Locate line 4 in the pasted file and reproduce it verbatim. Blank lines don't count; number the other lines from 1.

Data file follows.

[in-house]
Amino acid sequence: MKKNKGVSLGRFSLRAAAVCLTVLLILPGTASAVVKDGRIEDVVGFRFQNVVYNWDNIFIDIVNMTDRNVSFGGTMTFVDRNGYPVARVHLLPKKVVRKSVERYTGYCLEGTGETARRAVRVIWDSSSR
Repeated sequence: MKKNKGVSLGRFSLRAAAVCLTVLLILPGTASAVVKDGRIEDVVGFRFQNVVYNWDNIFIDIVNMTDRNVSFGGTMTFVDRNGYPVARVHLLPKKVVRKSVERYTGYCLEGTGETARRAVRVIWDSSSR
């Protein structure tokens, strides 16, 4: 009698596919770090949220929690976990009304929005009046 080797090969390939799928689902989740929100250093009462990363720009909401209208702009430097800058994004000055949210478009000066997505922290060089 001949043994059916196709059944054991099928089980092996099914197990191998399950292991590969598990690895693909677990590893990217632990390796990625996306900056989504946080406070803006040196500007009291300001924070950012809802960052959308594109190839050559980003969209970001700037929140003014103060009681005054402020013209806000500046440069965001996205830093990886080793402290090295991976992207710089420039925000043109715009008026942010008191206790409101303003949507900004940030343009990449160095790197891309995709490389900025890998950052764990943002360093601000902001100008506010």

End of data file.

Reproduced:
């Protein structure tokens, strides 16, 4: 009698596919770090949220929690976990009304929005009046 080797090969390939799928689902989740929100250093009462990363720009909401209208702009430097800058994004000055949210478009000066997505922290060089 001949043994059916196709059944054991099928089980092996099914197990191998399950292991590969598990690895693909677990590893990217632990390796990625996306900056989504946080406070803006040196500007009291300001924070950012809802960052959308594109190839050559980003969209970001700037929140003014103060009681005054402020013209806000500046440069965001996205830093990886080793402290090295991976992207710089420039925000043109715009008026942010008191206790409101303003949507900004940030343009990449160095790197891309995709490389900025890998950052764990943002360093601000902001100008506010």